©2005 J. Countryman, Nashville
When I like Ted Dekker’s stories, I really like them. When I don’t like them, I usually can’t finish them. That’s okay though. I don’t have to be enamored by every author I read. Nor do I have to like everything written by the authors I do like. I don’t always like everything that I write. Dekker – at least in my experience – is a master of the suspense novel. His typical story takes you on a web of twists and turns and then drops a bomb on you at the very last minute.
This weekend as we were driving around on our anniversary, the Blushing Bride and I (kids in tow) happened upon a new Christian bookstore having their grand opening (on “Black Friday” no less). We decided to stop in and take a gander. What we found on their special extra Christmas discount table were a couple of books by Dekker—Christmas Tales. And since I try to read a Christmas story or three every Christmas season, we picked them up.
The first of them transports us back to the biblical account of the Nativity. The story focuses on a mute orphan boy named Rueben. Adopted by a loving woman who is the wife of the leader of a traveling band of shepherds, his (new) mother is his only support and protector. When disease strikes and takes her from him, life becomes more difficult for the re-orphaned boy. All he has to cling to is his mother’s dying promise that God will one day give Reuben his voice, and the shawl she left as a token of the promise.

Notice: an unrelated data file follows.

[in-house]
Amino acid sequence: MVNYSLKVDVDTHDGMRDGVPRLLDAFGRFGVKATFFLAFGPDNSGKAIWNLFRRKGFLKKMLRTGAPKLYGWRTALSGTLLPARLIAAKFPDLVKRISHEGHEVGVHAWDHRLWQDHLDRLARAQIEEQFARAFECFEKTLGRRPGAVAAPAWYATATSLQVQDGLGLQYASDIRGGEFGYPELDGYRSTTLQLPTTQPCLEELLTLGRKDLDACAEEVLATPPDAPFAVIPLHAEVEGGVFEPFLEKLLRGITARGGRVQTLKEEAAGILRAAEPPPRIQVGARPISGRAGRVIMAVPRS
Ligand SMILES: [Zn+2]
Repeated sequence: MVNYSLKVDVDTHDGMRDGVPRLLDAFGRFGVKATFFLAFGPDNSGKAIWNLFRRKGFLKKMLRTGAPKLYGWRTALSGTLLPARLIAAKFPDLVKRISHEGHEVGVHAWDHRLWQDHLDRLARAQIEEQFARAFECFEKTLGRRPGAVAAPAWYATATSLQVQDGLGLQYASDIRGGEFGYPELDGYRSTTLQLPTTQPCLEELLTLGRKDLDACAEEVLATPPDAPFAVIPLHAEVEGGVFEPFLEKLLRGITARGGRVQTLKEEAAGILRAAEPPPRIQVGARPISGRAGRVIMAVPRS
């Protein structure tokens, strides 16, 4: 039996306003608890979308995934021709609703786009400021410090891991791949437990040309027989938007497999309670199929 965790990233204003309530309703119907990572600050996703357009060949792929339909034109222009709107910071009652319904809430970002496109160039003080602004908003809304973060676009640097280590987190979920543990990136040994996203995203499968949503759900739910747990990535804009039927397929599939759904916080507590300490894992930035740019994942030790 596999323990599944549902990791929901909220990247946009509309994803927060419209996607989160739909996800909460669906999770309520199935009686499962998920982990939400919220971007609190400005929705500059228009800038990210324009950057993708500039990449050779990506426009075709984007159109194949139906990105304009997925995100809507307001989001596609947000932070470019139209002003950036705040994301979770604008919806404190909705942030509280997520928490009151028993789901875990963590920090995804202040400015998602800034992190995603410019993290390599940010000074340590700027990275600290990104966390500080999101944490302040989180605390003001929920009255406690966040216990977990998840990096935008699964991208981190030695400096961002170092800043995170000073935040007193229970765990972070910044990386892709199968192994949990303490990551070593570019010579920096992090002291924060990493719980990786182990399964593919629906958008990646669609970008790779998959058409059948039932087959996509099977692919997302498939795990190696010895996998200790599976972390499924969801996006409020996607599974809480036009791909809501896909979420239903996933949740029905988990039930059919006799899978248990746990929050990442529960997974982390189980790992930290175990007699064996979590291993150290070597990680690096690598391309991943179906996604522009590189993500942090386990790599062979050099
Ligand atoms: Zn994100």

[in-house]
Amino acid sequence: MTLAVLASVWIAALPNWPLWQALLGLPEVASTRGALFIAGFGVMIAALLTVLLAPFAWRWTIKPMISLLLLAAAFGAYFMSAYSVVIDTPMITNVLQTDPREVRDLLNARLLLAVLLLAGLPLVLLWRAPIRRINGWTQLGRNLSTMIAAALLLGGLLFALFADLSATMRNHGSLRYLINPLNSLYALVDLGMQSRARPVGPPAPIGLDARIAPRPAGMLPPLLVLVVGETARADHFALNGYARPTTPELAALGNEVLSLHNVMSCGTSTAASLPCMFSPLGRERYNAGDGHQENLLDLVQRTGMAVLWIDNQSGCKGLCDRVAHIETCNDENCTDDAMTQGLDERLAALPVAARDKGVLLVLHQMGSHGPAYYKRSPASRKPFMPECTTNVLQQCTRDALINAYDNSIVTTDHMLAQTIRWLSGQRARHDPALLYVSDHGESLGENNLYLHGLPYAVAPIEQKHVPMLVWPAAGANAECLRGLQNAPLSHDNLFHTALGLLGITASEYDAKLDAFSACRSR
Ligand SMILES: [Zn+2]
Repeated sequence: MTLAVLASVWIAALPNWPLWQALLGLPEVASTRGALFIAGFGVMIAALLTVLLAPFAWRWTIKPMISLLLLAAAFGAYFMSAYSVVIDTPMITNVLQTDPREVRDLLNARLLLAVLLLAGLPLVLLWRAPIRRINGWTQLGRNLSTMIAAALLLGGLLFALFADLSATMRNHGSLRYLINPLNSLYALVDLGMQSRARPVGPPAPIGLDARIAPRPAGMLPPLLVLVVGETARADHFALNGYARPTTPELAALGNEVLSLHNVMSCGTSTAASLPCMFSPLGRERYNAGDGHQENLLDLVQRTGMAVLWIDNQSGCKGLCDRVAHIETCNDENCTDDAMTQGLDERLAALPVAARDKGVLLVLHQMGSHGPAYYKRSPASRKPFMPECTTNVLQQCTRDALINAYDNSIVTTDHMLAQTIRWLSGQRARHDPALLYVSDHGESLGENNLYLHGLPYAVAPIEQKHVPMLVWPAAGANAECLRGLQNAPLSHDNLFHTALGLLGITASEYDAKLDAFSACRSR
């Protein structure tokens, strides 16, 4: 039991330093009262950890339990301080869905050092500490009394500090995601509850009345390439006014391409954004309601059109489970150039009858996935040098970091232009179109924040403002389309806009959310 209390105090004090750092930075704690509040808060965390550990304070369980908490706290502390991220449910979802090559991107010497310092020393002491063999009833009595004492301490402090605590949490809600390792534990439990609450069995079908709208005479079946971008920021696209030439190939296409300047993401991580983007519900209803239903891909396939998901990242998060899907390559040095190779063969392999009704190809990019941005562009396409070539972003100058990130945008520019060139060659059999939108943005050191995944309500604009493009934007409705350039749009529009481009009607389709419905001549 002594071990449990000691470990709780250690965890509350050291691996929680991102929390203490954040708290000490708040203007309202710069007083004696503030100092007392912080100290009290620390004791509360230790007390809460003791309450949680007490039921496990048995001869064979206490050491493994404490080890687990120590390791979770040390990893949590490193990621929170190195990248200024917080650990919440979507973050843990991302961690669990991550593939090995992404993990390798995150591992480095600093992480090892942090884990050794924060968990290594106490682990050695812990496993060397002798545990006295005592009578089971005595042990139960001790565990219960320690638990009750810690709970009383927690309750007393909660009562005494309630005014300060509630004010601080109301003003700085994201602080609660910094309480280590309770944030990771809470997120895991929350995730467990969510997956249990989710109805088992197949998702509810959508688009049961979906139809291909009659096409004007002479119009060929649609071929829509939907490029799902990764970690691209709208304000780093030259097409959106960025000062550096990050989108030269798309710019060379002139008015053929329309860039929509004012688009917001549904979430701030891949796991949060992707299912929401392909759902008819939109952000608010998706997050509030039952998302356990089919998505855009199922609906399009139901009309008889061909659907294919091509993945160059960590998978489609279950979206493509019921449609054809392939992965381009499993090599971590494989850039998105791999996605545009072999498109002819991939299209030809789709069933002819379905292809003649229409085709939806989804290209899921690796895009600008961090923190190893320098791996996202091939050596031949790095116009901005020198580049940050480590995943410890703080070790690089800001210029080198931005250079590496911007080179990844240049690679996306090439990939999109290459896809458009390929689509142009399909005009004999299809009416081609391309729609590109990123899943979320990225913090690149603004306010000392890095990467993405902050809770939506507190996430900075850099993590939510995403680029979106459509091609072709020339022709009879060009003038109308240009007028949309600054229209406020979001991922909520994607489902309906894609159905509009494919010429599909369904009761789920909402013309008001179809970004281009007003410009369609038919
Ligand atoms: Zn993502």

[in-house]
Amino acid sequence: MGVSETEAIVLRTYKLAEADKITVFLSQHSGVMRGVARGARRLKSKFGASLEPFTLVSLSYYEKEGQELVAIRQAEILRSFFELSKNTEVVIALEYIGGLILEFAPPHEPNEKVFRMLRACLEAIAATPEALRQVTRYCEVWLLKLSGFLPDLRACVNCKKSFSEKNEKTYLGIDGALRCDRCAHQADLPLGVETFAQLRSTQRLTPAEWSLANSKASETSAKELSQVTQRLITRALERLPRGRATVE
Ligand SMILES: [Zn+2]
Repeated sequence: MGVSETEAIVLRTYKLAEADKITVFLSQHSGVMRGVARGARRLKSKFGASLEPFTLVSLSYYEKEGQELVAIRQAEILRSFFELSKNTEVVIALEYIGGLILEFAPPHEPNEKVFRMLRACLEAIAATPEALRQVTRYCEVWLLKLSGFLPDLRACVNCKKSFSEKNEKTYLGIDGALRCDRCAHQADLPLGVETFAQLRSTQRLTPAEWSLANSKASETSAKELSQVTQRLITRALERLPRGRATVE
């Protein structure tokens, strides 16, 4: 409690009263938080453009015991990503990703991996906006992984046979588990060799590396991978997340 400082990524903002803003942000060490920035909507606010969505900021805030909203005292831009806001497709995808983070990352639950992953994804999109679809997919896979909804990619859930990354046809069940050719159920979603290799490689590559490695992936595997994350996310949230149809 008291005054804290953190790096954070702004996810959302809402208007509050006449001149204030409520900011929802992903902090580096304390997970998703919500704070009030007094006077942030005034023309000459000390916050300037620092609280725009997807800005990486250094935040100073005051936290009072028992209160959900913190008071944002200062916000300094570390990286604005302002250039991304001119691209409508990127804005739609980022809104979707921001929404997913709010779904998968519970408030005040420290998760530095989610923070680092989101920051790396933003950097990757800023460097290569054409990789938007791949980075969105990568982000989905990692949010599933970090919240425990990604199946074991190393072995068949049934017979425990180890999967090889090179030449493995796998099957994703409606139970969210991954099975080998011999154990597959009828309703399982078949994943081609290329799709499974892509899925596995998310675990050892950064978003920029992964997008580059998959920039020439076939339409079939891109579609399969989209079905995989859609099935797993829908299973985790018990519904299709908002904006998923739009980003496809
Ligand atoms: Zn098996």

In this very short tale, Dekker weaves together a number of the most classic of Christmas narrative elements: shepherds, angels, inns, stables, Bethlehem. (If you read St. Luke’s account in chapter 2 of the Gospel bearing his nameyou’ll find the background for this tale.) The Savior, his mother Mary and earthly father Joseph, also put in an appearance. Here’s a story you’ll want to get and cherish, and read with your children Christmas after Christmas. I give it five out of five reading glasses.
—Benjamin Potter, November 28, 2011